SPATIAL PLANNING

PATHWAY 2

SPATIAL PLANNING

PATHWAY 2

Spatial planning measures for reducing the need of individual car traffic

Basic information:

Some parts of the Alps are densely populated, some scarcely. Some mobility needs of inhabitants are unchanging, they sometimes even increase. To reduce individual car traffic, spatial planning measures should be improved to promote efficient public-transport service provision and cycling and these modes of transport must be made more convenient and promoted as an attractive alternative.

Spatial planning systems and strategies at transnational, national and regional level (legal and institutional framework, instruments, procedures including in cross-border regions) give a strong priority to climate change considerations, including mitigation and adaptation aspects. A crucial point in the discussion concerning the mitigation aspect is to foster spatial structures that reduce the need for individual car traffic.

Sequence of implementation steps:

In a first step, expectations towards sustainable mobility in the Alps shall be defined. For instance: Which expectation raise from labels (e.g., mountaineering villages?) What does sustainable mobility mean?

Based on the defined expectations best practice examples on accessibility solutions in densely and scarcely populated areas of the Alps shall be collected. Further topics to be discussed in this step are grades for accessibility development quality and parking space regulations.

Define guidelines for more attractive interfaces in order to make the transfer by public transport and intermodal transport chains more attractive by matching departure times, offer shopping opportunities and social infrastructure at the stops and transfer points.

Establish at least one pilot region in each Alpine state to expand micro transport (scooters, bikes) and public transport as well as the use of new technologies in the mobility sector.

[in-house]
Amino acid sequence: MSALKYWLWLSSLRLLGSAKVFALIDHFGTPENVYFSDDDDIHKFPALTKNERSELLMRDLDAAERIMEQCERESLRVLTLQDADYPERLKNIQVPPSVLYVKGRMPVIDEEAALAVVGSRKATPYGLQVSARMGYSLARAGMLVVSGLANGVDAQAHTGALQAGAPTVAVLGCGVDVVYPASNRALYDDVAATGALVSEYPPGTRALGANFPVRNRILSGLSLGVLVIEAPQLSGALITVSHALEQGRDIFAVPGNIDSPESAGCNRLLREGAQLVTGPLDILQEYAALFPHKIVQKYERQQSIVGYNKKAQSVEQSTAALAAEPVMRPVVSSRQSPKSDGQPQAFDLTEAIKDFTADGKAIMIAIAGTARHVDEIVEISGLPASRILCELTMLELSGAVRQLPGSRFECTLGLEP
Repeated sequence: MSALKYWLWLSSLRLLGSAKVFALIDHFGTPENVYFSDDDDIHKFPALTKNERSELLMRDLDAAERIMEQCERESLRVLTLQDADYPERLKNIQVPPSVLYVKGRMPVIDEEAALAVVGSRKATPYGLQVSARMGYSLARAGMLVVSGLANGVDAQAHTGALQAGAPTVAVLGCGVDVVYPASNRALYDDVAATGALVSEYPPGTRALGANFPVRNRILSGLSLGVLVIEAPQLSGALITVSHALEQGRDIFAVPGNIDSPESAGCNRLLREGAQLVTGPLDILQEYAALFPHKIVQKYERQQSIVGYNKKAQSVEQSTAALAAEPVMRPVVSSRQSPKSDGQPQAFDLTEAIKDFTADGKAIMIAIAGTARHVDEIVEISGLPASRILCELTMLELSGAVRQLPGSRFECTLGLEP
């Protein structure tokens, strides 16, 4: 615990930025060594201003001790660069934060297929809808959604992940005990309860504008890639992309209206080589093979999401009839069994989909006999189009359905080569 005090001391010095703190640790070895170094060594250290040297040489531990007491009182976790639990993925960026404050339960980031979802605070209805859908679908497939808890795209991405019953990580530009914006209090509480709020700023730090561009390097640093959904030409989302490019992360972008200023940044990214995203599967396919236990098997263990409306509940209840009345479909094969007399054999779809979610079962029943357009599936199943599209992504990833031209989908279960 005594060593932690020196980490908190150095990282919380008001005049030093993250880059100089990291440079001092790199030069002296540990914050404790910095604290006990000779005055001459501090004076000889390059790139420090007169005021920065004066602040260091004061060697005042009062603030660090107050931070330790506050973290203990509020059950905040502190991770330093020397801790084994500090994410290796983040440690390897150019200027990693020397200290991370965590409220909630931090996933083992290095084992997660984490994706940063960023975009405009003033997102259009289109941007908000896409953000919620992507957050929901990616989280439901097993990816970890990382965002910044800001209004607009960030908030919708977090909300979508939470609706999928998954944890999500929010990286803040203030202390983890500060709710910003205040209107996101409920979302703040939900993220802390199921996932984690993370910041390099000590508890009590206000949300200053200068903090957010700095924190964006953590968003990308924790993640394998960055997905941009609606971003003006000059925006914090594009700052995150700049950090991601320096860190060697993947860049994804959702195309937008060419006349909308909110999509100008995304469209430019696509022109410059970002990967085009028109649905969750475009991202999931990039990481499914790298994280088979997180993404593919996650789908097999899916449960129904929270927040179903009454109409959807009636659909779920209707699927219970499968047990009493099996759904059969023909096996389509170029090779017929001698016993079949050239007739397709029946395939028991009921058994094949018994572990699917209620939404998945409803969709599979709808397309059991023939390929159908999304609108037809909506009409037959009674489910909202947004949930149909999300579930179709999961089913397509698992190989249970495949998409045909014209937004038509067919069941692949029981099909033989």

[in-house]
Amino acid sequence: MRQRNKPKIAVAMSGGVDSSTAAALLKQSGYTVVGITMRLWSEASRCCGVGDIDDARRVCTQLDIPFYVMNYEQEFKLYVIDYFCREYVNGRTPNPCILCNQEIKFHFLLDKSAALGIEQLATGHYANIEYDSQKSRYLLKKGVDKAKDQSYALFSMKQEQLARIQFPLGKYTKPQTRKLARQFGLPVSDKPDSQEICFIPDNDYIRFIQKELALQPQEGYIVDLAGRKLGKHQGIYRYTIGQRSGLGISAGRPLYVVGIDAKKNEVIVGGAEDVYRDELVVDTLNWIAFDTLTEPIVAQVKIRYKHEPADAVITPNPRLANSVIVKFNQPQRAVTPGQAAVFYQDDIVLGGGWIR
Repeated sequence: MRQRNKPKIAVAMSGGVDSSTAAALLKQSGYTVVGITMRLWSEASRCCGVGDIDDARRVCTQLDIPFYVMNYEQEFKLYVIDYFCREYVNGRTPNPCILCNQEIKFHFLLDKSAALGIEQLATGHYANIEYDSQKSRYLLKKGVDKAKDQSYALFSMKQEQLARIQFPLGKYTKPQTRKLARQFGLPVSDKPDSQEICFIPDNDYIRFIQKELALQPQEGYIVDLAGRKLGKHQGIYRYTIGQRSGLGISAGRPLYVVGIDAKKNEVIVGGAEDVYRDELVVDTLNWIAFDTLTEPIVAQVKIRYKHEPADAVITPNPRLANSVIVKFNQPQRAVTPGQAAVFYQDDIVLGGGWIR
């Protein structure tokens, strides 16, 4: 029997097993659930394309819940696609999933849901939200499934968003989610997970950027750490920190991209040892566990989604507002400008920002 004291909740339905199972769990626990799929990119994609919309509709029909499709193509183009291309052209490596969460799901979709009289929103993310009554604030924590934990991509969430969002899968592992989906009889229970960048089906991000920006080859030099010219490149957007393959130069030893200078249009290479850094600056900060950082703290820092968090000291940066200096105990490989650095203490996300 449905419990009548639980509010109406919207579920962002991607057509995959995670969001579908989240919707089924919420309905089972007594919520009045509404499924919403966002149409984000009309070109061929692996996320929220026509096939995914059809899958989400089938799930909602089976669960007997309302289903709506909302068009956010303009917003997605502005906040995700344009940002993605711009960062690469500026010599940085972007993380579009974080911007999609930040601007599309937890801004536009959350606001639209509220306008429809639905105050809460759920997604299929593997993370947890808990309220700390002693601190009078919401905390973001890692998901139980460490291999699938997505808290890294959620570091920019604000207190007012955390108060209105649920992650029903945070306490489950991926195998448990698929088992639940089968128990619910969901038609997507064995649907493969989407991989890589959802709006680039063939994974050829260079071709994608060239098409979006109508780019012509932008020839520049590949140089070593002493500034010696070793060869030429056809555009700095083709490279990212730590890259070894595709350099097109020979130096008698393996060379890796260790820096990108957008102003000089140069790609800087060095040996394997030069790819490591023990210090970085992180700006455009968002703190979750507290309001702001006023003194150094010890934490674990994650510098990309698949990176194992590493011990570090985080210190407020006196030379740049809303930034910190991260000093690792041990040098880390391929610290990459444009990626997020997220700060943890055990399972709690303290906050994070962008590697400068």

Develop an Alpine Ticket – for instance like the Ticino ticket – to promote the use of public transport in the whole Alpine area. For one overnight stay you get a ticket for the public transport system financed by visitor’s tax. Also an Advantage Card for the use of public transport in the Alps (Vorteilscard Alpen) could be an option.

Further Information:

  • Working Group on Transport (AC), Ad-hoc Expert Group Spatial Planning and Action Group 4 on Mobility (EUSALP)
  • Spatial planner and transport planner
  • Supplier of public transport
  • Best practice collection on accessibility
  • Guidelines for attractive mobility interfaces
  • At least one pilot region in each Alpine country (micro transport, public transport, new technologies in the mobility sector)
  • Concept/Feasibility study for an Alpine Ticket or Advantage Card (Vorteilscard Alpen)
  • Best practice collection on accessibility (y/n)
  • Guidelines for attractive mobility interfaces (y/n)
  • At least one pilot region in each Alpine state (micro transport, public transport, new technologies in the mobility sector) (y/n)
  • Alpine Ticket (y/n)
  • Interrail Ticket, Youth Alpine Interrail initiative (CIPRA International)
  • SaMBA – Sustainable Mobility Behaviours in the Alpine Region (Project consortium under lead of Regione Piemonte)
  • AlpInfoNet project (Bavarian Ministry of the Interior, for Building and Transport and further partners, Transport Working Group)
  • Mobility solutions in the Alps Database (Transport Working Group)
  • klimaaktiv mobil – Mobility management for leisure and tourism (Austria)
  • MOR€CO-project (Alpine Space Programme 2007-2013) – mobility and residential costs. Project results include a tool for assessing mobility and residential costs (e.g., for Greater Munich, the State of Salzburg)
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Due to limited areas for permanent settlement, specific transport and mobility needs as well as specific demographic challenges, spatial planning in the Alps already is an important cross-cutting policy field. Supporting the transition towards climate-neutral and climate-resilient Alps now gives a new role to spatial planning: integrating mitigation and adaptation actions into all activities related to spatial planning would ensure an optimal starting-point for other sectoral activities and would avoid lock-in effects with respect to settlement and infrastructure development.
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